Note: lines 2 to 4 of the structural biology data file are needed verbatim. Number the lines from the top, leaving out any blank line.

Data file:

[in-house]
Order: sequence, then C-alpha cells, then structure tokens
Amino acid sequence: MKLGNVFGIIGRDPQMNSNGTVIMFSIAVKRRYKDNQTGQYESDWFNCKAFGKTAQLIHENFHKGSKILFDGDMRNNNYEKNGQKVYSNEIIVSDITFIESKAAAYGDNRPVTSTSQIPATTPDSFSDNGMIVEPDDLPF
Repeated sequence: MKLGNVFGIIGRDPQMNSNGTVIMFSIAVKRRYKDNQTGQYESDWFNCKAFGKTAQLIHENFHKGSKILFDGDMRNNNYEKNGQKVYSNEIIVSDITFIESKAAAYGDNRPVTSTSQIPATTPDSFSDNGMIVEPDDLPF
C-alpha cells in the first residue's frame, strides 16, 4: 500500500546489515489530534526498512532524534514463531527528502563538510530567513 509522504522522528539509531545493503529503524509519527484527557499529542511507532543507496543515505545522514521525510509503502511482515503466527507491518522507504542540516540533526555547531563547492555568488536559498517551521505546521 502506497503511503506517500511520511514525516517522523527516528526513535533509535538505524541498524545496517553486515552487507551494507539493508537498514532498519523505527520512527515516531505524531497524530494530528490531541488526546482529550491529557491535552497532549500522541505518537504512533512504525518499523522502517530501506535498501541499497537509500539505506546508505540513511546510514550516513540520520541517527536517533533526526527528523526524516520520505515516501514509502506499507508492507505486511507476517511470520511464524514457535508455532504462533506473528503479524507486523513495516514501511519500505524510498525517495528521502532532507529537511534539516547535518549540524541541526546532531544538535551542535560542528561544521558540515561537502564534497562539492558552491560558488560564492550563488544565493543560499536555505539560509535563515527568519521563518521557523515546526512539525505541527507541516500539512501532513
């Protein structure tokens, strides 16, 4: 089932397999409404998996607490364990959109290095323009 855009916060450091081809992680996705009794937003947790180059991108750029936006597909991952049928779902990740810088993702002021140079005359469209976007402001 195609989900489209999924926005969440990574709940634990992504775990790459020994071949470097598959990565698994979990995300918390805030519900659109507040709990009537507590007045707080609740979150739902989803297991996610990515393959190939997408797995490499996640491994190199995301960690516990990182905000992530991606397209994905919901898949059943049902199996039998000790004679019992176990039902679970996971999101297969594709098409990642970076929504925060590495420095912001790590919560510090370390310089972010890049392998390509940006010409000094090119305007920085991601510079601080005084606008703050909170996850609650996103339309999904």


Order: sequence, then C-alpha cells, then structure tokens
Amino acid sequence: MKLGNVFGIIGRDPQMNSNGTVIMFSIAVKRRYKDNQTGQYESDWFNCKAFGKTAQLIHENFHKGSKILFDGDMRNNNYEKNGQKVYSNEIIVSDITFIESKAAAYGDNRPVTSTSQIPATTPDSFSDNGMIVEPDDLPF
Repeated sequence: MKLGNVFGIIGRDPQMNSNGTVIMFSIAVKRRYKDNQTGQYESDWFNCKAFGKTAQLIHENFHKGSKILFDGDMRNNNYEKNGQKVYSNEIIVSDITFIESKAAAYGDNRPVTSTSQIPATTPDSFSDNGMIVEPDDLPF